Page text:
by Sue Burke
Cover Artist: Sundew by Nigel Cattlin / Alamy Stock Photo
Review by Ernest Lilley
Tor Books Hardcover / Kindle Editio ISBN/ITEM#: B071RXVGGB
Date: 06 February 2018 List Price $23.99 Amazon US / Amazon UK
Semiosis is Sue Burkes' debut novel, and it's quite good. The term refers to the whole communications process between living things, and though it usually refers to intraspecies communication, the author ups the ante here. In Semiosis, colonists from a climate change and war-ravaged Earth must learn to get along with plants with opinions.
When the novel opens, the original 51 colonists have been weeded down to 31 and three have just been killed while on a food gathering expedition. The planet, named Pax by the hopeful humans, turns out to be at least as warlike as the one they left, but here the protagonists are plants. The group slowly comes to realize, they're plants with comparable intelligence to the planet's animals, many of which exist in close relationships with their vegetable overlords.
The humans must pick sides and learn how to work with the plants to survive if they don't want to wind up collateral damage.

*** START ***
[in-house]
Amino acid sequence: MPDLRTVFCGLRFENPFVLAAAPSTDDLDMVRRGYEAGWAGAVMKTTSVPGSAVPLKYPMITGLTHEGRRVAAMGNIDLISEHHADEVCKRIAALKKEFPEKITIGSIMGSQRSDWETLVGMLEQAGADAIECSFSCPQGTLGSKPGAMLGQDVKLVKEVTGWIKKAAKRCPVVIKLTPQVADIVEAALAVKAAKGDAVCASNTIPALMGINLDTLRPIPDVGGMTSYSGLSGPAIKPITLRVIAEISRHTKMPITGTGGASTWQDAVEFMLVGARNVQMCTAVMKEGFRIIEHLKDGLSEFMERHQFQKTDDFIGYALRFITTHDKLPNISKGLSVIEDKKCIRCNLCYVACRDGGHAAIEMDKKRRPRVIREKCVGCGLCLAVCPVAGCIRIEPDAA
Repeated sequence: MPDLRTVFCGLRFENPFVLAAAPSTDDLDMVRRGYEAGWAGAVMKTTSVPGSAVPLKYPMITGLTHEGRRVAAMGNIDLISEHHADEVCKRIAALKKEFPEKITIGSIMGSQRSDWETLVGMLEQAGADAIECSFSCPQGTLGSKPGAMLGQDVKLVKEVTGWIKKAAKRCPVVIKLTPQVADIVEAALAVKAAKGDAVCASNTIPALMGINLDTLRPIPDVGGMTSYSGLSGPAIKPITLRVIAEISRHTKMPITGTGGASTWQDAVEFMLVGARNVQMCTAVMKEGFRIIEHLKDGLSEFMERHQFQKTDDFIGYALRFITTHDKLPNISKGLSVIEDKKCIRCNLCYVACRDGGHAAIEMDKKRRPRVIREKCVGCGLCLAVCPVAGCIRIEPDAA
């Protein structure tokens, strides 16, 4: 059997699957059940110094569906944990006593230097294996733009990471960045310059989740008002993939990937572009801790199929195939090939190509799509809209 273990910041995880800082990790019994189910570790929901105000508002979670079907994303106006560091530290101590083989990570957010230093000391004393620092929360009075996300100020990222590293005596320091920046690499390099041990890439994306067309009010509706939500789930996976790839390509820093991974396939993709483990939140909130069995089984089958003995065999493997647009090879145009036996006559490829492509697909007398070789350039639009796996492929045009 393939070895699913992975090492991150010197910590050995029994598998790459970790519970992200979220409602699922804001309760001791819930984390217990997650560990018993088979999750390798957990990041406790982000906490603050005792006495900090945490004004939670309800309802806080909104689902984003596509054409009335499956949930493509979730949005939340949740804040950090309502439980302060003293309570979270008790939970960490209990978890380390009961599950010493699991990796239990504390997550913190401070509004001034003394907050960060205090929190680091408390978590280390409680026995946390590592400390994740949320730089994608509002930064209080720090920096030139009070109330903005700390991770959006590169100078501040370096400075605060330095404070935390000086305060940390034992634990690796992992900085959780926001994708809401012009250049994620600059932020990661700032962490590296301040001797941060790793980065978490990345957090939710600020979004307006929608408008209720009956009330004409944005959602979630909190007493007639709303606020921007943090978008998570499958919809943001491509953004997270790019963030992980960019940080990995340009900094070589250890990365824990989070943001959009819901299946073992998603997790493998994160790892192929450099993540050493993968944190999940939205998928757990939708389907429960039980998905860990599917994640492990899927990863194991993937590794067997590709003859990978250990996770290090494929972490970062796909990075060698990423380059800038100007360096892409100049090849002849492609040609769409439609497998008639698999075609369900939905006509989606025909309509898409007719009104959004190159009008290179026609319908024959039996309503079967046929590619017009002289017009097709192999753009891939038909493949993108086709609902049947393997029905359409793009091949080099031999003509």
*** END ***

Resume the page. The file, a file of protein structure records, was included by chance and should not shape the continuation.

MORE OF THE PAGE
The story unfolds generation by generation as they discover previous colonist's ruins and the plant that grew in its midst. Over the generations that plant develops the ability to communicate, beginning with nearly random color changes and progressing to written language. To me, it's more an AI development tale than a colony tale, although there's a fair amount of both as the plant, which they name "Stevland" after the first colonist to die, faces challenges and threats to the colony.
The tension between Stevland and the colonists come from its ability to manipulate the environment, making food more nutritious, addictive, or deadly as it suits its needs. They're not totally dependent on it, but there's a clear power imbalance and there's no way to know how that will ultimately play out. Will Stevland wind up their future vegi-overlord, or become a responsible member of the colony?
Semiosis is told in first person, but that person changes each chapter. I often find that an annoying device, but here it works very well. Each chapter tells the story from one member of each successive generation's viewpoint, and that allows us to examine inter- and intra-generational conflicts along with the external threats to the Pacifists.
Intelligent plant life may seem like a reach, but there are previous examples in science fiction, like the continent-spanning creature in James White's story "Major Operation" (1971) or, more recently, the mind-controlling fungi in The Genius Plague (2017). In the real world there are a lot of examples of plants appearing to learn, and certainly sensing their environment, though it seems that Terran plants haven't quite mastered consciousness yet. The quality of the author's world building reminds me of James L. Cambias' terrific debut novel A Darkling Sea, which also deals with the difficulties of communication between humans and others.
Semiosis is a solid debut by Sue Burke, and marks the start of a career worth watching.